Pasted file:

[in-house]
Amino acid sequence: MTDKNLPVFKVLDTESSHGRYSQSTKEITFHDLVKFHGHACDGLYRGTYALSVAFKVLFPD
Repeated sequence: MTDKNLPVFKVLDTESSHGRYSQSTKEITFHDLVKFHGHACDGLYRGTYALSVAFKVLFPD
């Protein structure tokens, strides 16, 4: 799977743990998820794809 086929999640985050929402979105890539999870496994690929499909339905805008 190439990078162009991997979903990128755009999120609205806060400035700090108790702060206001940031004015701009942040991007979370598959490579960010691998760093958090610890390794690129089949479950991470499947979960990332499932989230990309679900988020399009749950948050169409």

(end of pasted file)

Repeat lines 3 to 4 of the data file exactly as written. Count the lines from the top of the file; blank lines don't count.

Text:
Repeated sequence: MTDKNLPVFKVLDTESSHGRYSQSTKEITFHDLVKFHGHACDGLYRGTYALSVAFKVLFPD
């Protein structure tokens, strides 16, 4: 799977743990998820794809 086929999640985050929402979105890539999870496994690929499909339905805008 190439990078162009991997979903990128755009999120609205806060400035700090108790702060206001940031004015701009942040991007979370598959490579960010691998760093958090610890390794690129089949479950991470499947979960990332499932989230990309679900988020399009749950948050169409």